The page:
His bluntness in his answers and his 4-year-old innocence leave no room for doubting his honesty in what he saw.

In the ladies’ small group Bible study that I lead, we just finished a long study on the book of Revelation. This book, and Colton’s descriptions of different aspects of heaven, made what we just studied so much more vivid to me. There were honestly consistent moments during my reading that I would uncontrollably well up with tears and gasp from being overcome with emotion. Do you know what I mean? It’s almost too indescribable for words to read these descriptions of what heaven is like and have it confirmed that it is real, and so much better than we can even imagine.

I have never read any other modern-day book about someone’s experience who has claimed to have seen heaven, so I can’t make comparisons. But something tells me this has got to be one of the most credible, just coming from the untainted view of a 4-year-old.

I am so excited to know that we will actually know our loved ones in heaven, even the ones we have never met! He hangs out with the great-grandpa and sister he had never met on earth, yet he knows them in heaven and even misses them terribly once back.

Here are some of the other miscellaneous things that I learned from Colton’s experience: there are “no old people” in heaven. The heavenly bodies that we’re given are from our prime. People get wings in heaven and some are bigger than others. There are dogs in heaven, and other various animals. Jesus really, really loves the little children.

I will stop there, but I am so excited about this book! I will be telling everyone I know that they must read it. So consider this your invitation to go pick it up. I promise that your faith will be strengthened because of it!

Good Reads: Following Jesus Through the Eye of the Needle

This is a simple book review that is long overdue.

Before traveling to a place, I always like to try and read a book about it. Particularly before trips to foreign countries. So prior to our trip to Haiti, I wanted to find a book that might give me a little insight into the country, the people, and the culture.

The book I found was Following Jesus Through the Eye of the Needle: Living Fully, Loving Dangerously. I didn’t get it finished before we left, but had at least a good portion of it done. I then enjoyed reading the rest after we returned. If you are interested in reading about mission work in Haiti, I do highly recommend this book.

It is about a young guy, Kent Annan, and his wife that give up their life in the US, sell most of their possessions, and move to Haiti to work with Doctors without Borders. Wanting to immerse themselves in the culture first, they move in with a Haitian family in a town far outside of the capital. They live with them for several months (which provides some great stories) before moving back to Port-au-Prince, getting a modest house built, and jumping into their work. He takes the reader through the ins and outs of life in Port-au-Prince – how he has to take 4 different modes of transportation just to get to work every day. He takes you through his interactions with new acquaintances and his fumblings at trying to live among the people and not be viewed as a “rich American”.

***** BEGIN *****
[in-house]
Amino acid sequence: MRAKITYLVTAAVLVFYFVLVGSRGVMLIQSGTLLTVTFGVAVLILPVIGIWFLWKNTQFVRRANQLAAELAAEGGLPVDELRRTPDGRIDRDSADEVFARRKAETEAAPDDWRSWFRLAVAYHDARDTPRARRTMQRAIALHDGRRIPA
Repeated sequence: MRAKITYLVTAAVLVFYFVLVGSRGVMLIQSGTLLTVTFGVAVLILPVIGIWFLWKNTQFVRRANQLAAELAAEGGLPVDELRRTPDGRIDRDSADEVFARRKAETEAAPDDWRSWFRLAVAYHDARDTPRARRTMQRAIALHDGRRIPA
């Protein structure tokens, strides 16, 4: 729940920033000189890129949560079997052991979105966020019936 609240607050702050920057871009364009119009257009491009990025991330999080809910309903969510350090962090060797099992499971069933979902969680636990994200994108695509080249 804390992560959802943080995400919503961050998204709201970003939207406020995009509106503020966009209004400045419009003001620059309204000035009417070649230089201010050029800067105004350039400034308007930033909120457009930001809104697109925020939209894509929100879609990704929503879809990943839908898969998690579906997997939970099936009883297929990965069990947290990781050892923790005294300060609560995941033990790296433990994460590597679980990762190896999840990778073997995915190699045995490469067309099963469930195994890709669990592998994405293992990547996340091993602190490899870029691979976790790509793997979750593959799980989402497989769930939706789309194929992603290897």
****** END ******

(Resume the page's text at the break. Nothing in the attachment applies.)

From a cultural perspective, it was a fascinating and eye-opening read for me – learning about social norms, family life, the challenges of everyday life, etc. in Haiti. It helped me have some sort of informed reference point for when we went. Equally interesting to me, and I didn’t realize it until we got there (and started our work of building 2 houses), was reading about the difficulties in the construction process of their home, the interaction of the Haitian workers, and how they related to Kent, who the Haitian workers would call “boss”. He had set out to live amongst them, to build a modest house so as to be viewed as more of an equal, but was still being called “boss” because of the color of his skin and his country of origin. It was interesting to then be there in Haiti, working alongside Haitians on each house, and much of the interactions and challenges were very similar.

Aside from that, this book challenges the reader to have courage in going through the eye of the needle. To reject the ordinary life and follow the calling God has placed on each of our lives.

I don’t know if God will ever call us to be missionaries in another country (though we have talked about it), but no matter what, I don’t want to live an ordinary life. I do want to have the courage to follow through on our callings, whatever they may be.

Finding Purpose In Our Everyday Tasks

In my previous post, I talked about something I learned from a book our small group just went through together – Pathway to Purpose for Women, by Katie Brazelton. In this post, I wanted to share another great thought from the same book. The book’s overall goal is to help women discover their ultimate purposes that God has ordained for their lives. What she’s talking about is that life-altering, impossible-to-accomplish-without-His-help purpose and mission.

So many of us (myself included) desperately seek to know what that grand agenda is. We want to be part of something significant, something that makes a difference in people’s lives and in the world. Something that marries together our experiences, our life roles, longings, and passions. But often it takes years of purposeful searching to figure out what ours is.

Brazelton offers steps for us to work through, to help us process & figure it out. Many of the steps struck me hard, and I need to go back and spend more time on them. One of the most significant for me was: Do what matters today.